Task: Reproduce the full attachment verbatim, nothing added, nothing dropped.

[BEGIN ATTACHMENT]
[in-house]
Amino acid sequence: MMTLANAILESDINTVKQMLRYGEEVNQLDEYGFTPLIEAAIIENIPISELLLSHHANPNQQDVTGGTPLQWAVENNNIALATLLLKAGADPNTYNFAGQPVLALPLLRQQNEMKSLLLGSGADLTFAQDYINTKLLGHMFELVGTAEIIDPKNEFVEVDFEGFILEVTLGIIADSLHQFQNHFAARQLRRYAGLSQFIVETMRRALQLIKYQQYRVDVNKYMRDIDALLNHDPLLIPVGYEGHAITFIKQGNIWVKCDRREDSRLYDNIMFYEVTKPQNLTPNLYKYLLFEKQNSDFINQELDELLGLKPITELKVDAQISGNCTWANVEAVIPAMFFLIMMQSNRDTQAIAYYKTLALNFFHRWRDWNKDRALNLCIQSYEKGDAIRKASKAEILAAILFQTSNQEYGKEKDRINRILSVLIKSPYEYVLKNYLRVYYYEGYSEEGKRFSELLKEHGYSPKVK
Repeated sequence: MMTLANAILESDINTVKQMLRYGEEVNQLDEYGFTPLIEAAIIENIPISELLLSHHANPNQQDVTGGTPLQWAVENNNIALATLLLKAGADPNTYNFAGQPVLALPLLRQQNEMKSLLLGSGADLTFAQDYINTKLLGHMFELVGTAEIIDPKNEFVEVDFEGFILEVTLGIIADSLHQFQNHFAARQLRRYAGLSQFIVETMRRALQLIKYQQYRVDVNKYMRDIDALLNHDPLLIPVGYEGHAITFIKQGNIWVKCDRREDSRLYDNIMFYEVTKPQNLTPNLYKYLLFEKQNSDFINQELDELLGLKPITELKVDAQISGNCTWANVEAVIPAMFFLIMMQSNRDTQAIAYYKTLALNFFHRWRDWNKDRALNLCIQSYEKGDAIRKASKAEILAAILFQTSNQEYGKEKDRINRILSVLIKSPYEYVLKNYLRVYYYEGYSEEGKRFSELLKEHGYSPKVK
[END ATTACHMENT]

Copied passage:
[in-house]
Amino acid sequence: MMTLANAILESDINTVKQMLRYGEEVNQLDEYGFTPLIEAAIIENIPISELLLSHHANPNQQDVTGGTPLQWAVENNNIALATLLLKAGADPNTYNFAGQPVLALPLLRQQNEMKSLLLGSGADLTFAQDYINTKLLGHMFELVGTAEIIDPKNEFVEVDFEGFILEVTLGIIADSLHQFQNHFAARQLRRYAGLSQFIVETMRRALQLIKYQQYRVDVNKYMRDIDALLNHDPLLIPVGYEGHAITFIKQGNIWVKCDRREDSRLYDNIMFYEVTKPQNLTPNLYKYLLFEKQNSDFINQELDELLGLKPITELKVDAQISGNCTWANVEAVIPAMFFLIMMQSNRDTQAIAYYKTLALNFFHRWRDWNKDRALNLCIQSYEKGDAIRKASKAEILAAILFQTSNQEYGKEKDRINRILSVLIKSPYEYVLKNYLRVYYYEGYSEEGKRFSELLKEHGYSPKVK
Repeated sequence: MMTLANAILESDINTVKQMLRYGEEVNQLDEYGFTPLIEAAIIENIPISELLLSHHANPNQQDVTGGTPLQWAVENNNIALATLLLKAGADPNTYNFAGQPVLALPLLRQQNEMKSLLLGSGADLTFAQDYINTKLLGHMFELVGTAEIIDPKNEFVEVDFEGFILEVTLGIIADSLHQFQNHFAARQLRRYAGLSQFIVETMRRALQLIKYQQYRVDVNKYMRDIDALLNHDPLLIPVGYEGHAITFIKQGNIWVKCDRREDSRLYDNIMFYEVTKPQNLTPNLYKYLLFEKQNSDFINQELDELLGLKPITELKVDAQISGNCTWANVEAVIPAMFFLIMMQSNRDTQAIAYYKTLALNFFHRWRDWNKDRALNLCIQSYEKGDAIRKASKAEILAAILFQTSNQEYGKEKDRINRILSVLIKSPYEYVLKNYLRVYYYEGYSEEGKRFSELLKEHGYSPKVK